Men with Same-Sex Partners Are Even More Vulnerable to HIV, UN Says

Global rates for new infections have dropped, but queer men remain the most vulnerable.

Men who have same-sex partners may find themselves even more vulnerable to HIV, according to a new report announced by the U.N.

In fact, the report found that men with same-sex sexual partners are 28 times more likely to contract HIV than their heterosexual counterparts, even despite a radical reduction in new infections among gay men in Western countries. UNAIDS, which coordinates the organization’s global response to HIV/AIDS, estimates that the overall annual number of new HIV infections has dropped from a high of 3.4 million in 1996 to 1.8 million last year.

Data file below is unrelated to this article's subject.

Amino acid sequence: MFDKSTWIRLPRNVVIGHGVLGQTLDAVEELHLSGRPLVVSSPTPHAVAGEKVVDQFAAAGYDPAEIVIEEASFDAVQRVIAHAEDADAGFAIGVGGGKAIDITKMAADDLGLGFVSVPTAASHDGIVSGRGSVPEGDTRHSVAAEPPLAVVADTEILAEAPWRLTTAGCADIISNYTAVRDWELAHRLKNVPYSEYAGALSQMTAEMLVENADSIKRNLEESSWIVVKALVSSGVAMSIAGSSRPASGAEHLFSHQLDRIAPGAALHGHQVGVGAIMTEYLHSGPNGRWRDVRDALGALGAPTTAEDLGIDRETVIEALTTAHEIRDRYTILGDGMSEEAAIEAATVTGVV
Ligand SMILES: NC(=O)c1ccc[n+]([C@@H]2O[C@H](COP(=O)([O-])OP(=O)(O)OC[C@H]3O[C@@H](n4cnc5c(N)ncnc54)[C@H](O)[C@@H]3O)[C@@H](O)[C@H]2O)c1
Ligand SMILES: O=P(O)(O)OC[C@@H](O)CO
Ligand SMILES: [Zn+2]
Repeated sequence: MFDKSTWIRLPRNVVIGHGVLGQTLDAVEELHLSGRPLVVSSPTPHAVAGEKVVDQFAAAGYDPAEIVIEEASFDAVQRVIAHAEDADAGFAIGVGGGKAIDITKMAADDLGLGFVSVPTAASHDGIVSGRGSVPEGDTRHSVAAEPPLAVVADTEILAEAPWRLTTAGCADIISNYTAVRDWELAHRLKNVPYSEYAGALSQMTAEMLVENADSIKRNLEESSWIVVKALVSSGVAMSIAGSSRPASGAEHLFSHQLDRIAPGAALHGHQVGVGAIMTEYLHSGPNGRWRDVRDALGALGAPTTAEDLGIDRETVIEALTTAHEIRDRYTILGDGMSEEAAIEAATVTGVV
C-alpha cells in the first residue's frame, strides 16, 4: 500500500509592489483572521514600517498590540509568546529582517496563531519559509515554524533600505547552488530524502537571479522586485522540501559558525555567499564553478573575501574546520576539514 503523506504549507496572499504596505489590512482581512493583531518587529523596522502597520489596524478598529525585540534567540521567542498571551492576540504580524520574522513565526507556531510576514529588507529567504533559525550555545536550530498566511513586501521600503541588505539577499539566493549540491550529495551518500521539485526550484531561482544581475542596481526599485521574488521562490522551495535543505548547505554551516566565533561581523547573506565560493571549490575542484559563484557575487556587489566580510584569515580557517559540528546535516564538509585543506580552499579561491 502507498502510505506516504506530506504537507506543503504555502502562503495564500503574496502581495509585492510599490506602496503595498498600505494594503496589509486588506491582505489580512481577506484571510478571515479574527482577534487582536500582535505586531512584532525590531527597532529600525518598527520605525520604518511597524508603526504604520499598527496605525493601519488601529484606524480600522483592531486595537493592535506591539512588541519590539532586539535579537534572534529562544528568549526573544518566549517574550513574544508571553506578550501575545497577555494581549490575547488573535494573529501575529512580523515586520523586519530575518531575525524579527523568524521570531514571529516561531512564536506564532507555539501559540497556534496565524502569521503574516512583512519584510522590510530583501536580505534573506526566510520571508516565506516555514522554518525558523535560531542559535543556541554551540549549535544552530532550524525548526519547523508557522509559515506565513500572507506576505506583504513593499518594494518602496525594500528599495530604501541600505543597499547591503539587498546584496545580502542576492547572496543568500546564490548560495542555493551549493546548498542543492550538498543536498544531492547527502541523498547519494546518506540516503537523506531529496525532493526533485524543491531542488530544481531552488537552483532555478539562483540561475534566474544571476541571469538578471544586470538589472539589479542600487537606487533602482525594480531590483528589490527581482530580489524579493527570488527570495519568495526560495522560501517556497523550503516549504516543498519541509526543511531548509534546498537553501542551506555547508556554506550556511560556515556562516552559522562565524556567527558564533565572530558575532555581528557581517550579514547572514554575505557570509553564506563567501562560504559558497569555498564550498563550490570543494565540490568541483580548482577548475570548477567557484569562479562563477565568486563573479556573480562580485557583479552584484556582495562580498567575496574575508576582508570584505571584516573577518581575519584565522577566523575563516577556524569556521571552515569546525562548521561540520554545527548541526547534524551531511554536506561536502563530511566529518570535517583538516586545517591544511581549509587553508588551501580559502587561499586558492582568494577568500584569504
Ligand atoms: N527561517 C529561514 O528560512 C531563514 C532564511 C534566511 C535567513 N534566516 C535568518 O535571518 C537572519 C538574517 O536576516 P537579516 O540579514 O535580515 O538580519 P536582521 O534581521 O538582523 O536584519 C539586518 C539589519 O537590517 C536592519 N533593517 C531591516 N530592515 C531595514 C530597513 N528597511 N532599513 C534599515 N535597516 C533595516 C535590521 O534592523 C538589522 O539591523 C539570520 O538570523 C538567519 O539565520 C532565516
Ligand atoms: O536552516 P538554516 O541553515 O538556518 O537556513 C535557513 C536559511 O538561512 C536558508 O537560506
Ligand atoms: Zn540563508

This overall reduction can partly be attributed to advancements in prevention, such as the introduction of PrEP, even though the drug has so far only been available in North America, Western Europe, and Australia. However, even with fewer new HIV infections, gay men still remain the most vulnerable population for contracting the disease.

But when it comes to improving health and sex education in regards to how information on HIV treatment and management, individuals find that stigma and discrimination still largely affect how they access HIV specific information, or even who is able to access it. Still, the importance of safer sex practices remains paramount when it comes to protecting oneself from infection.

Writer for NewNowNext, Refinery29, Wear Your Voice, BitchMedia, etc. Budding sex educator. @NerdsOfPreycast cohort. She/Her.